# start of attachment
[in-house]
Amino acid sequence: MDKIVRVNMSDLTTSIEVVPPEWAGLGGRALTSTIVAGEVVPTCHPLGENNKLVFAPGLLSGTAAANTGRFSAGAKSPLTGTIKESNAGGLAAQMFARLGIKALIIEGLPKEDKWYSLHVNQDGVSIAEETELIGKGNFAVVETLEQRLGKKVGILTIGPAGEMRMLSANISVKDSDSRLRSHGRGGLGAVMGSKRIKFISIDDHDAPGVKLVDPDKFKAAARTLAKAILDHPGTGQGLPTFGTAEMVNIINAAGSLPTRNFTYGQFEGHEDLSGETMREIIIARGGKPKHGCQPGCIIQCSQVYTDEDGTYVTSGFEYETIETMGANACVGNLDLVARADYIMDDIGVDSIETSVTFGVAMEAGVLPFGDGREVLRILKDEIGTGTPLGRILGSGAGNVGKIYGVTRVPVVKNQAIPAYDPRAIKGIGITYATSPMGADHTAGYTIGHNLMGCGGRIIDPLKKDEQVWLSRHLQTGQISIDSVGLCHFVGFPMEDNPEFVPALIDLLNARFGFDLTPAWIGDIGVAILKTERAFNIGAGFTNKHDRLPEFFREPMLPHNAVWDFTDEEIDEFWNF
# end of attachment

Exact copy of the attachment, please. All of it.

[in-house]
Amino acid sequence: MDKIVRVNMSDLTTSIEVVPPEWAGLGGRALTSTIVAGEVVPTCHPLGENNKLVFAPGLLSGTAAANTGRFSAGAKSPLTGTIKESNAGGLAAQMFARLGIKALIIEGLPKEDKWYSLHVNQDGVSIAEETELIGKGNFAVVETLEQRLGKKVGILTIGPAGEMRMLSANISVKDSDSRLRSHGRGGLGAVMGSKRIKFISIDDHDAPGVKLVDPDKFKAAARTLAKAILDHPGTGQGLPTFGTAEMVNIINAAGSLPTRNFTYGQFEGHEDLSGETMREIIIARGGKPKHGCQPGCIIQCSQVYTDEDGTYVTSGFEYETIETMGANACVGNLDLVARADYIMDDIGVDSIETSVTFGVAMEAGVLPFGDGREVLRILKDEIGTGTPLGRILGSGAGNVGKIYGVTRVPVVKNQAIPAYDPRAIKGIGITYATSPMGADHTAGYTIGHNLMGCGGRIIDPLKKDEQVWLSRHLQTGQISIDSVGLCHFVGFPMEDNPEFVPALIDLLNARFGFDLTPAWIGDIGVAILKTERAFNIGAGFTNKHDRLPEFFREPMLPHNAVWDFTDEEIDEFWNF